I was in China for a week about a month ago. My brother photographed the menu pics of two dishes, namely 梨汤顿燕窝 and 棒打鸡丝拌拉皮. The first one I figured out to be Lítāng dùn yànwō, or swallow nests stewed in pear soup. The second one transliterates to bàng dǎ jī sī bàn lāpí, but I cannot make sense of it. Word by word it should be "stick hit chicken thread mix facelifts". So what does that mean? What is this dish?

I tried googling and saw this, which says 鸡丝拉皮, jīsī lāpí. I read through it and I understand how it is prepared and what it is, except for one thing: what is 干粉皮, gān fěn pí? And is this the same as 棒打鸡丝拌拉皮 or is there a difference in preparation, or perhaps it's something entirely different?

PS Any suggestions for tags are welcome :).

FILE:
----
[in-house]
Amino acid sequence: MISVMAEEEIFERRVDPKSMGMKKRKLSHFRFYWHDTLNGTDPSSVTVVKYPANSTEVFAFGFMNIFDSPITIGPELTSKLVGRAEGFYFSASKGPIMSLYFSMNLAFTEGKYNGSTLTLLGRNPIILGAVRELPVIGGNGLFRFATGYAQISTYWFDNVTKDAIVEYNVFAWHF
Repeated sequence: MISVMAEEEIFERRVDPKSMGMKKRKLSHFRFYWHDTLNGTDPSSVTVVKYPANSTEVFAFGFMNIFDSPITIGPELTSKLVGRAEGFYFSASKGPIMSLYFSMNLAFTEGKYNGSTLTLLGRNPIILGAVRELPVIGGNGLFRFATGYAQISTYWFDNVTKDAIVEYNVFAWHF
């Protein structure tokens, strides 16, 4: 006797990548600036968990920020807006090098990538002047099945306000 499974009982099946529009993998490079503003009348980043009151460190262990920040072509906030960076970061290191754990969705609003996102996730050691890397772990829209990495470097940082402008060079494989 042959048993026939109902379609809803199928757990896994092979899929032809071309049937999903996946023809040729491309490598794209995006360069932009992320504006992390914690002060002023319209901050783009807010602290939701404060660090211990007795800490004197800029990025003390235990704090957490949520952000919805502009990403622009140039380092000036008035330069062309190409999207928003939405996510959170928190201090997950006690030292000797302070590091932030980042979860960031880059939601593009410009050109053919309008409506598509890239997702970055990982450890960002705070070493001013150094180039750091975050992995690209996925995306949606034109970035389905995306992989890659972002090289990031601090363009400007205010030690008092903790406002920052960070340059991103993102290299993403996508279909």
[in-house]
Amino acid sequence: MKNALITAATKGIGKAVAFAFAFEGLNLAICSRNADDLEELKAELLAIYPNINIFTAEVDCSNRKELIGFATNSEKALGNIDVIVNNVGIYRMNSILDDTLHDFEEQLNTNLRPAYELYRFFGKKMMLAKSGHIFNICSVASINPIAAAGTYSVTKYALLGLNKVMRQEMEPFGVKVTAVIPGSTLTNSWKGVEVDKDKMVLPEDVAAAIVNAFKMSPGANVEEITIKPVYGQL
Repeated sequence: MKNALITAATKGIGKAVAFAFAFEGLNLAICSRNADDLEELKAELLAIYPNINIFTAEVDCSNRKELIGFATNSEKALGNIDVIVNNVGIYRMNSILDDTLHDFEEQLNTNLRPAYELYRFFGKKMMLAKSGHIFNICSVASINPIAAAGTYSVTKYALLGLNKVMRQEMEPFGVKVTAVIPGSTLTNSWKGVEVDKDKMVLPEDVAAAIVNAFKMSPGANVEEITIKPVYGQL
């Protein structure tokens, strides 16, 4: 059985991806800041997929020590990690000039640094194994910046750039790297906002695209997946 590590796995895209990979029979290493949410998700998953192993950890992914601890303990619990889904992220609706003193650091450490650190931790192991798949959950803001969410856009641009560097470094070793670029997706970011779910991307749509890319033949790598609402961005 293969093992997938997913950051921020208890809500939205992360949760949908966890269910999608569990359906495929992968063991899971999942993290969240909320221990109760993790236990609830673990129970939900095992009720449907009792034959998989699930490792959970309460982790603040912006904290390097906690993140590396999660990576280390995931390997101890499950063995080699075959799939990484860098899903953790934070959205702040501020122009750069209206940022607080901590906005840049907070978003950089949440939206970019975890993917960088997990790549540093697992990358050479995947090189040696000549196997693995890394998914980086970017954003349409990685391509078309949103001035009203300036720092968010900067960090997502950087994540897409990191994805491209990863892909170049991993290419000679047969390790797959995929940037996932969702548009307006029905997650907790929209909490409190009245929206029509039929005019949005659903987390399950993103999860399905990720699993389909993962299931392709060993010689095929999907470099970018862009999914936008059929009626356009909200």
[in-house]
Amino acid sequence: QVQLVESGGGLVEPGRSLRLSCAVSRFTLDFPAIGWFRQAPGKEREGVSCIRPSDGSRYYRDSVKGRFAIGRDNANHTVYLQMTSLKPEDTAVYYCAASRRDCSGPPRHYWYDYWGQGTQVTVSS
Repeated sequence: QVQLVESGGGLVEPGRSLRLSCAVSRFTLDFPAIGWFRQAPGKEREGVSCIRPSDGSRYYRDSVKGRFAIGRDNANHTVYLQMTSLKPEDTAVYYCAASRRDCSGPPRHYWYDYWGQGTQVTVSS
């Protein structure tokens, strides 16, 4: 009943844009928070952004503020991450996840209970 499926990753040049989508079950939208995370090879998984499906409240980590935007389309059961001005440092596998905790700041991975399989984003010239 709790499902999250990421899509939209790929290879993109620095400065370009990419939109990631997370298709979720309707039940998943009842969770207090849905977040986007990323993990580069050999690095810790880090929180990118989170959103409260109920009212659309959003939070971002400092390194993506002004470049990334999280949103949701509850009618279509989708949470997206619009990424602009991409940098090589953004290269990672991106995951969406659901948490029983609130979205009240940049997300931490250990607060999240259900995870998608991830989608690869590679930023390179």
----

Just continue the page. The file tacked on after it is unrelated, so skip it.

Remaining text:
Think of 棒打(stick hit) as "stick tenderized" (tenderize the chicken meat by hitting it repeatedly with a stick)

鸡丝 is shredded chicken

拌 is "mix / stir"

拉皮 is a wide noodle made of 木薯粉 (cassava powder)

棒打鸡丝拌拉皮 = stick tendered, shredded chicken, stir mixed with wide cassava noodle

picture of 拉皮: 拉皮

p.s: It should be 炖(stew)/dùn/, not 顿(pause)/dùn/ in 梨汤炖燕窝. They used the wrong character

  • So far as I know, 拉皮 is a kind of food, as explained in the answer, popular in the northeast area. It can also mean facelift, a cosmetic surgery. The latter meaning is more familiar to Chinese, especially Chinese from south China.
    – Huang
    Dec 28 '16 at 23:16
  • @TangHo maybe I just didn't check that dùn character :). I typed "litangdunyanwo" and that's what my keyboard gave, maybe I noticed litang was wrong, but the "dun"s are similar so I didn't notice :).
    – MickG
    Dec 29 '16 at 19:59

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